|602743 ||PRKAG2 ||Protein kinase, Amp-activated, noncatalytic, gamma-2 ||82 ||Cardiomyopathy, hypertrophic 6, glycogen storage disease of heart, lethal congenital, Wolff-Parkinson-White syndrome ||AD |
|300644 ||GLA ||Galactosidase, alpha ||74 ||Fabry disease ||XL |
|309060 ||LAMP2 ||Lysosome-associated membrane protein 2 ||79 ||Danon disease ||XLD |
|252800 ||IDUA ||Alpha-L-iduronidase ||78 ||Hurler disease ||AR |
Pseudoxanthoma elasticum (PXE) is a rare autosomal recessive systemic disease of the connective tissue that affects the extracellular matrix of multiple organs83 with a prevalence that varies from 1 in 70,000 to 1 in 160,000. PXE involves the cutaneous, ocular, and cardiovascular systems.83,84 The cutaneous lesions typically occur in flexural areas (Figure 61–7B), and the fundi may show angioid streaks radiating out from the optic discs, subretinal neovascularization, and/or hemorrhage.
Pseudoxanthoma elasticum. A. Skin biopsy with the typical calcifications that characterize the disease; the inset shows the skin biopsy sample. B. Neck of patient with the typical cutaneous lesions in flexural areas; the patient is carrier of the homozygous p.(Arg1141X) mutation in the ABCC6 gene.
The cardiovascular manifestations are characterized by the development of arterial calcifications,85 premature coronary artery disease, peripheral vascular disease, and RCM.66,86,87,88,89 Sudden death has been occasionally reported.88,89
The histopathologic marker of the disease is the mineralization and fragmentation of elastic fibers (Fig. 61–7A). PXE is caused by homozygous or compound heterozygous mutations in the ABCC6 (ATP-binding cassette subfamily C member 6) gene that encodes a transmembrane adenosine triphosphate (ATP)-driven organic anion transporter. Carriers of heterozygous mutations may demonstrate mild and partial traits of the disorder.90,91 Drugs potentially able to modify the protein conformation, such as sodium 4-phenylbutyrate, a drug approved by the US Food and Drug Administration for clinical use in urea cycle disorders, seem to be able to restore the plasma membrane localization of mutant ABCC6, thus opening the way to target treatment.92,93 Chronic deficiency of ABCC6 is also involved in generalized arterial calcification of infancy and PXE phenocopies in thalassemias; it is a susceptibility factor and/or a modifier for myocardial infarction, stroke, cardiac fibrosis, peripheral artery disease, age-related macular degeneration, chronic kidney disease, nephrocalcinosis, and dyslipidemia. A randomized controlled trial tested the oral phosphate binder sevelamer hydrochloride and demonstrated a reduction in both calcification levels and clinical scores.94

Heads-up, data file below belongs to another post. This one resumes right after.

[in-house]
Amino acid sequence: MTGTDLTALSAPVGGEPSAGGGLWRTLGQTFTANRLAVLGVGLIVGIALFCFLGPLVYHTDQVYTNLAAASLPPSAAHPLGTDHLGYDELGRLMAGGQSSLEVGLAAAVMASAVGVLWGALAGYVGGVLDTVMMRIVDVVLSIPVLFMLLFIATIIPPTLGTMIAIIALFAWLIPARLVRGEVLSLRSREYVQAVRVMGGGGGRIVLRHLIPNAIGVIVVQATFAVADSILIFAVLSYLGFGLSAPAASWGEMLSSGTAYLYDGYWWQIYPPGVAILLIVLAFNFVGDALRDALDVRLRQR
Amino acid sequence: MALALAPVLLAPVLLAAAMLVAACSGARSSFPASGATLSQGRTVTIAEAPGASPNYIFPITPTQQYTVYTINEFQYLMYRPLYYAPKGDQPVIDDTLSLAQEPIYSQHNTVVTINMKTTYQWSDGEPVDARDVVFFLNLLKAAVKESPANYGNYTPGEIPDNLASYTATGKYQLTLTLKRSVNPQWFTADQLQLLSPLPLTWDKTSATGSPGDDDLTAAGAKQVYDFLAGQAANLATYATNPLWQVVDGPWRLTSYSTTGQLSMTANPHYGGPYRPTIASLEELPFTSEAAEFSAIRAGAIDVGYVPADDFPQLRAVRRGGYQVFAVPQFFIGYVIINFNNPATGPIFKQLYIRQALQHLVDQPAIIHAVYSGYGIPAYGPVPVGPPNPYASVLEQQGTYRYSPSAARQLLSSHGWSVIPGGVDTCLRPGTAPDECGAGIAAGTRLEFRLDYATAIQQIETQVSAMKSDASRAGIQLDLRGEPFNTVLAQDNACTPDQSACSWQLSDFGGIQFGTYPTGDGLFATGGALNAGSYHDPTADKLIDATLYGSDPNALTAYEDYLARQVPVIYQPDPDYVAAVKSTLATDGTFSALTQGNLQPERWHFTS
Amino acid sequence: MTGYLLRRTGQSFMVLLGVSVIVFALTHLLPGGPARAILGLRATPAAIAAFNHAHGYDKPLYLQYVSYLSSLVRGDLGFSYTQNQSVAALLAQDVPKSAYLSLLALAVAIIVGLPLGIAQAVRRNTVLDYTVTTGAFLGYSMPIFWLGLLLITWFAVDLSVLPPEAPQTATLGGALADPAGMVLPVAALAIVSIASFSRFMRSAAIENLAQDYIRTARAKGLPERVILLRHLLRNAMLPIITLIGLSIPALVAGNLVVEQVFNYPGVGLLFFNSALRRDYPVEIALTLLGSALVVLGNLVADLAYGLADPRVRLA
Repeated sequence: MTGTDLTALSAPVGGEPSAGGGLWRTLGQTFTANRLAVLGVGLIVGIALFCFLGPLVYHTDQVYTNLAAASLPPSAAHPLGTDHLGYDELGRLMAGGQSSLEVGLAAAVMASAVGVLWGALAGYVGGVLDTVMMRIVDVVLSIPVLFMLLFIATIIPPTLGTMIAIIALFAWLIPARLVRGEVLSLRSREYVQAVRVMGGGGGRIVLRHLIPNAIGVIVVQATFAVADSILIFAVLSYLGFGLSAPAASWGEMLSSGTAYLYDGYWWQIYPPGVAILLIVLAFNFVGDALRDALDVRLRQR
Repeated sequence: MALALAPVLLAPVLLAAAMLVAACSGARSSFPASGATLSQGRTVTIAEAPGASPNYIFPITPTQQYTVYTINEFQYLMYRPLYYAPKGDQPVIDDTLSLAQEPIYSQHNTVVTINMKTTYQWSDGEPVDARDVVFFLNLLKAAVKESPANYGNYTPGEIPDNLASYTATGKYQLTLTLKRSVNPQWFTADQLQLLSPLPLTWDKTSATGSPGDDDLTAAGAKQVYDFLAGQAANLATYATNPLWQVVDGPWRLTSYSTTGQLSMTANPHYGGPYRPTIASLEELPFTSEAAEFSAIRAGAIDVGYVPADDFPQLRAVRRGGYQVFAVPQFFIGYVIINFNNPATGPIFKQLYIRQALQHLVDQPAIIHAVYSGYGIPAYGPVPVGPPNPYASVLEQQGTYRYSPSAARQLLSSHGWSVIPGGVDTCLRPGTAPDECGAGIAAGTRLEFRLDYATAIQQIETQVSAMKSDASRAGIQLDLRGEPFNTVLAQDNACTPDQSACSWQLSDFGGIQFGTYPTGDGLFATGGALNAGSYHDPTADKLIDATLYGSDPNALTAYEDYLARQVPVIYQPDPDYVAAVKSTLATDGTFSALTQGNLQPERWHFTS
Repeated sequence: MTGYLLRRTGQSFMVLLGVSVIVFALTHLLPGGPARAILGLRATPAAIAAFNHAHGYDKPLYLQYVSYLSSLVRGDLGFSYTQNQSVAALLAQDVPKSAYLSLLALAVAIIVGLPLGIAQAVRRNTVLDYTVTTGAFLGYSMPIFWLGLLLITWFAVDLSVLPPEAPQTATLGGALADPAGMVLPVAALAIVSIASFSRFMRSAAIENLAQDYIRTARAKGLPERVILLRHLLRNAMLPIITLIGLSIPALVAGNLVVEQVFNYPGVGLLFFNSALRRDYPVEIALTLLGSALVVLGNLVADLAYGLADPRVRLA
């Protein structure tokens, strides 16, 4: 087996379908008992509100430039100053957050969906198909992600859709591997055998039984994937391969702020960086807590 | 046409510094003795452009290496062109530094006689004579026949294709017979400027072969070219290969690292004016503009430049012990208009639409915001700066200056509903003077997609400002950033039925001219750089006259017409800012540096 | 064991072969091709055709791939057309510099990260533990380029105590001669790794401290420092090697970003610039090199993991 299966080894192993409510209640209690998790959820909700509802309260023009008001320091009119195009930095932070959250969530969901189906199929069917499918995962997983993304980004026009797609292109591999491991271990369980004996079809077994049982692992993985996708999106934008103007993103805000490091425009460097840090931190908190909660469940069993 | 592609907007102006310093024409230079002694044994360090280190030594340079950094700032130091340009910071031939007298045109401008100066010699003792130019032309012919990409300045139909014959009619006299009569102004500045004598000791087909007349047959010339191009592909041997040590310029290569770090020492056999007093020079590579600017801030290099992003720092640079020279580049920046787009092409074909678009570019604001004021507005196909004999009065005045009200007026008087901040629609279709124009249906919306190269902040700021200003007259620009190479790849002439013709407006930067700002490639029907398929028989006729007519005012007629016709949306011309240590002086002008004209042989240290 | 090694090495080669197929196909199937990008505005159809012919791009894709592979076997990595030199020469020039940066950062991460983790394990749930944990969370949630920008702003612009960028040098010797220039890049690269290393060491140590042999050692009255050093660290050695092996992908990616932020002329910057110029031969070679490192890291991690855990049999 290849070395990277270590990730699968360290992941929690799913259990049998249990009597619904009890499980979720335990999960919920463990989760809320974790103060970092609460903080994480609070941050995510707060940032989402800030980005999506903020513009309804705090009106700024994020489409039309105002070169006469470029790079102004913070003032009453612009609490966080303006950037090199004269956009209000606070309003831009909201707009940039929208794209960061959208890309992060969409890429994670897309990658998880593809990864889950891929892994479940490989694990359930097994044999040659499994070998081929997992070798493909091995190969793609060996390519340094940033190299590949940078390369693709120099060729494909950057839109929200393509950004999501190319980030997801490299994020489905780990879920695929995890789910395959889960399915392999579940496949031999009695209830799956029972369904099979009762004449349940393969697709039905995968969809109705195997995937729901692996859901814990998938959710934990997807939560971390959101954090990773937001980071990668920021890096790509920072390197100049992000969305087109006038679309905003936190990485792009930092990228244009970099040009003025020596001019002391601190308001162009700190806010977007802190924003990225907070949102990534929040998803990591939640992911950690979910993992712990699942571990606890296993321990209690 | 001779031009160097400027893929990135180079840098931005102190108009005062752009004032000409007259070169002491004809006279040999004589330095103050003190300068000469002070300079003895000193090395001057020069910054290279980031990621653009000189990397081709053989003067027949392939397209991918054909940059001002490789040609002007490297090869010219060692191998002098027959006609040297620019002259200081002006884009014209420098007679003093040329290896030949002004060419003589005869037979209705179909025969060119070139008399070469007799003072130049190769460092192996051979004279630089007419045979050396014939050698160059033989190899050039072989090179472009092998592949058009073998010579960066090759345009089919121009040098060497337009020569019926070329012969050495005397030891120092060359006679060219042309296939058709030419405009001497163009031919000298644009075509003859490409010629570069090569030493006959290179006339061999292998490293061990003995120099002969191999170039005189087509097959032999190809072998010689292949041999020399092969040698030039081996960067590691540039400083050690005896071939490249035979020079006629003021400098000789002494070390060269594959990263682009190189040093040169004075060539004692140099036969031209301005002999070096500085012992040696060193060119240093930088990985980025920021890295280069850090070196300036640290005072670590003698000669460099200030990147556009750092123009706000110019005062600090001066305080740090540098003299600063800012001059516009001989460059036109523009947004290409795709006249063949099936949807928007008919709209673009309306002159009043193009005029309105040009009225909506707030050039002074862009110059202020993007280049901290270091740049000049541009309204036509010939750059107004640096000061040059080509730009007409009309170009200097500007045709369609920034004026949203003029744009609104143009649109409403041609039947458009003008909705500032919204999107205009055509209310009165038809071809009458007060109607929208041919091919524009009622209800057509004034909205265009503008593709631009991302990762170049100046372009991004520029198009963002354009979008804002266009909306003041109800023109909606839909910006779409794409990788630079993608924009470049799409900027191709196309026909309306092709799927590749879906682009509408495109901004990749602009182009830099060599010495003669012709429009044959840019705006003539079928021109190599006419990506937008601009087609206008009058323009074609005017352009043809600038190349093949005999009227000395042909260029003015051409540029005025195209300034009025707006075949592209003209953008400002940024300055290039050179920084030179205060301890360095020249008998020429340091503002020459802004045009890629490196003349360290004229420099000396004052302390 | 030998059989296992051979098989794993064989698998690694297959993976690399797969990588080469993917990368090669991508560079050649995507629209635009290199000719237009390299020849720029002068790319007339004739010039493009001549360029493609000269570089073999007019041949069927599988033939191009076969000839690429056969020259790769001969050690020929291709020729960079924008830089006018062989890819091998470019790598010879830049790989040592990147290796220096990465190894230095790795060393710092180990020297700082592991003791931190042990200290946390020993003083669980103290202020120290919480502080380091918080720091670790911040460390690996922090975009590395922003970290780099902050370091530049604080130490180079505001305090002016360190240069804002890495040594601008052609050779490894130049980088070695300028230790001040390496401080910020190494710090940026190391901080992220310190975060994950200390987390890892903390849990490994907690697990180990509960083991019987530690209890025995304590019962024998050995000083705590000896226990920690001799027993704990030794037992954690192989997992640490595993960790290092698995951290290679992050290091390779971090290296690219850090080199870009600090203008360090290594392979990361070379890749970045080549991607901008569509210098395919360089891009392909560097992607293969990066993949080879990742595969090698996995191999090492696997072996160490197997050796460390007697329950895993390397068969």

Nephropathic cystinosis is a rare autosomal recessive disease resulting from intracellular accumulation of cystine, leading to multiple organ failure. The incidence is estimated around 0.5 to 1.0 per 100,000 live births. The disease is caused by mutations in the lysosomal cystine/proton symporter termed cystinosin (encoded by CTNS gene) and represents the most common cause of inherited renal Fanconi syndrome in the first year of life, which results in end-stage renal disease by the age of 10 years.95 The pathology of affected tissues is characterized by the tissue deposition of cystine. Early administration of cysteamine reduces intracellular levels of cysteine and can delay progression of renal damage.96 In cases that are diagnosed late, treatment options may be limited to renal transplantation.97 In the European population, mutations of CTNS include a 65-kb deletion-involving marker D17S829 and 11 other small mutations.98 Other CTNS mutations have been confirmed in African American patients with cystinosis.99 Heart involvement is rare; the pathologic hallmark is the presence of cystine rectangular colorless crystals.100
Iron Overload Heart Diseases
Iron overload cardiomyopathy can result from a primary genetic disease caused by defects in genes coding proteins active in iron metabolism, typically hereditary hemochromatosis (HH), or from secondary causes of iron overload such as acquired hematologic diseases.